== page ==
We can do that by adding an onkeyup event to our input field. So rather than looking like this:

    <input type="password" id="pass">

The input field should now look like this:

    <input type="password" id="pass" 
    onkeyup="validatePassword()">

This tells the browser that each time the learner releases a key while typing in the input field, that we want the validatePassword function to run.

So now, the code in your password.html file should look like this:

<!DOCTYPE html>
<html>
<head>
<script type="text/javascript">
 function validatePassword() {
   var player = parent.GetPlayer();
   var password =      
   document.getElementById("pass").value;
   player.SetVar("Password",password);
 }
</script>
</head>
<body>
<input type="password" id="pass" onkeyup="validatePassword()">
</body>
</html>

Making It Look Pretty

At this stage, our password field should be working properly, but it won't look very pretty.

If you open the password.html file in a browser, it'll look like this:

default password field

Remember, this is what our Storyline project looks like:

"What's the password?" with Submit button example

If we added our password field at this stage, we'd end up with a project that looks like this:

Storyline project containing default password field

This doesn't really look right, so let's use some CSS to style the password field.

We will add an inline style sheet to our HTML page. So between the closing </script> tag and the closing </head> tag, let's add the following:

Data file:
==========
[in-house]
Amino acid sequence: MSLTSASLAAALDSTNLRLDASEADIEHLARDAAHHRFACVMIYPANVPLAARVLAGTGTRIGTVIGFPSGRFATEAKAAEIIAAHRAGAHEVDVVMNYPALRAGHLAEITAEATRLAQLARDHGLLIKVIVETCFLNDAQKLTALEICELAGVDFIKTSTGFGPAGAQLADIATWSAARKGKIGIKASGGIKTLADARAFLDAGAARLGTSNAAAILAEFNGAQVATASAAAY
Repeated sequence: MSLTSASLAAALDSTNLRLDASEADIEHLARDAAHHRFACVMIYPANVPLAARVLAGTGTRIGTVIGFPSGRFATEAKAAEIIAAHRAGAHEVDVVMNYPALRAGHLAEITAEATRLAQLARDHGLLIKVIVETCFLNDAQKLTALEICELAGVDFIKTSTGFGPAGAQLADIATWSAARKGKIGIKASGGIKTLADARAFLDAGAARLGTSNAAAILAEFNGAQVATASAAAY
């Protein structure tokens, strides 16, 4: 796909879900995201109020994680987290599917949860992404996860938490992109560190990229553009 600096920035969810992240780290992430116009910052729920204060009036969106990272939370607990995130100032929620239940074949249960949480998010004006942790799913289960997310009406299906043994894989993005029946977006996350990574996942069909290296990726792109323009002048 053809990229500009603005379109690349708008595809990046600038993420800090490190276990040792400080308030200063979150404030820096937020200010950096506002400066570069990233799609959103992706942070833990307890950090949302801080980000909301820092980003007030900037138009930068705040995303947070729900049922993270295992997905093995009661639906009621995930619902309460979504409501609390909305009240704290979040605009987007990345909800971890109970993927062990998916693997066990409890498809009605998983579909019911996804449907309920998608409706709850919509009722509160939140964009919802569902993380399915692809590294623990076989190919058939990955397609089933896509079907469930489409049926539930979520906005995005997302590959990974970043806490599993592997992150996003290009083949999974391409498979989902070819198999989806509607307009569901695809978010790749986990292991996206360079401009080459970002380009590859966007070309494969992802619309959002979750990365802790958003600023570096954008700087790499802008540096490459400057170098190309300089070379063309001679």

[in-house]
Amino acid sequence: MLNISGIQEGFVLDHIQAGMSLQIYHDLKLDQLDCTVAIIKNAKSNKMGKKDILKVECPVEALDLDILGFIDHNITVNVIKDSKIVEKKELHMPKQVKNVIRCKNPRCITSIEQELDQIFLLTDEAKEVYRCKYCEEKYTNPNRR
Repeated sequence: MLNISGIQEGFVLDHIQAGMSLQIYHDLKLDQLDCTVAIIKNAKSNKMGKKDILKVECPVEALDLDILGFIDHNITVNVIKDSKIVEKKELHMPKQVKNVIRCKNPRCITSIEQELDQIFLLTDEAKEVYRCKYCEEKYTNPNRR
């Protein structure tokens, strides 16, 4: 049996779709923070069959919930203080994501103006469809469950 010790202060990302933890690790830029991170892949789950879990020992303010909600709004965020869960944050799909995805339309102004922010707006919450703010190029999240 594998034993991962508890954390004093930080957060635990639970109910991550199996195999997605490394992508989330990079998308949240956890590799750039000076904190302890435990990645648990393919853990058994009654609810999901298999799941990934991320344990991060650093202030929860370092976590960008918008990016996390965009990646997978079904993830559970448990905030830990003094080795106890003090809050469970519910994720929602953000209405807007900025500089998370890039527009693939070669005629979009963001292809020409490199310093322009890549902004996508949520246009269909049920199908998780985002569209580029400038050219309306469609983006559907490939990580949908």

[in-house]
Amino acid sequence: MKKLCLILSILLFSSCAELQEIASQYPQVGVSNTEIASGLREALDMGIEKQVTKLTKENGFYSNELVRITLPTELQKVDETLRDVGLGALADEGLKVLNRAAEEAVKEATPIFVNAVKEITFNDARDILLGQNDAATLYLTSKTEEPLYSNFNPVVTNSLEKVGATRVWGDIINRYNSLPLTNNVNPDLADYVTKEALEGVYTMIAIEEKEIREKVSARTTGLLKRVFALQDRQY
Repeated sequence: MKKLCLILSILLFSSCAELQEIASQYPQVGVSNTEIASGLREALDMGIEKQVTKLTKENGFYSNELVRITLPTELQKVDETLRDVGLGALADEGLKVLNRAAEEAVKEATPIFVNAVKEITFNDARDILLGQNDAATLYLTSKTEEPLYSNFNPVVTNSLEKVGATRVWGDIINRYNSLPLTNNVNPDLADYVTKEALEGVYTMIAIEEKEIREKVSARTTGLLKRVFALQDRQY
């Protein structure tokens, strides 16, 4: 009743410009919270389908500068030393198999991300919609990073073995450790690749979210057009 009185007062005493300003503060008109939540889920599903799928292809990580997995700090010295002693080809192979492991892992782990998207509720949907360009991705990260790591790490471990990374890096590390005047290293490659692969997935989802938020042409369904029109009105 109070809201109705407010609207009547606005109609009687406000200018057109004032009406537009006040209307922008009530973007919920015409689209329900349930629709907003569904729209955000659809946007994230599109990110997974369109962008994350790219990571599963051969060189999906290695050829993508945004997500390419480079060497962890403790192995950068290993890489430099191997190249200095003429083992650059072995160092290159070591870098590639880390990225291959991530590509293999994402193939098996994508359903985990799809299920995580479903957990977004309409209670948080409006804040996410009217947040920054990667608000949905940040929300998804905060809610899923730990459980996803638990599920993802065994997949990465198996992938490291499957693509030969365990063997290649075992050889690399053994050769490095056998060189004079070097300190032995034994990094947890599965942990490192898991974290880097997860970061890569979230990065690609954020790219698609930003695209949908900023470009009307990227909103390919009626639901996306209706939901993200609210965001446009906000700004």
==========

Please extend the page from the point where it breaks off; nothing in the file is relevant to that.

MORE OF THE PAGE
<style>
body {
  margin: 2px;
  background-color: #FFFFFF;
}
input {
  font-size: 40px;
  font-family: sans-serif;
  width: 250px;
  border: 2px solid #242F32;
  border-radius: 7px;
  padding: 2px 4px 2px 4px;
}
input:focus {
  outline: none;
  box-shadow: 1px 1px 2.5px #C8C8C8;
}
</style>

Now, our input field will look like this:

styled password field

Which as you can see below, now fits a lot better with the design of our Storyline project:

styled password field in Storyline project

Let's quickly step through the CSS that we have written so you can customise it for your future projects.

First, we need to tell the browser that we are going to give it some style information:

<style>

Then we'll describe how we want the body of the page to look:

body {
  margin: 2px;
  background-color: #FFFFFF;
}

This means that there will be a 2px margin on the page, which will offset our password field from the top and left of the page.

We are also giving the page a white backgroud (which is what #FFFFFF is).

Technically, we don't need to specify that the background should be white, as that is what it would be by default. However, having this code here makes it easy for you to change the background colour if needed.

Next, we are going to style the password field:

input {
  font-size: 40px;
  font-family: sans-serif;
  width: 250px;
  border: 2px solid #242F32;
  border-radius: 7px;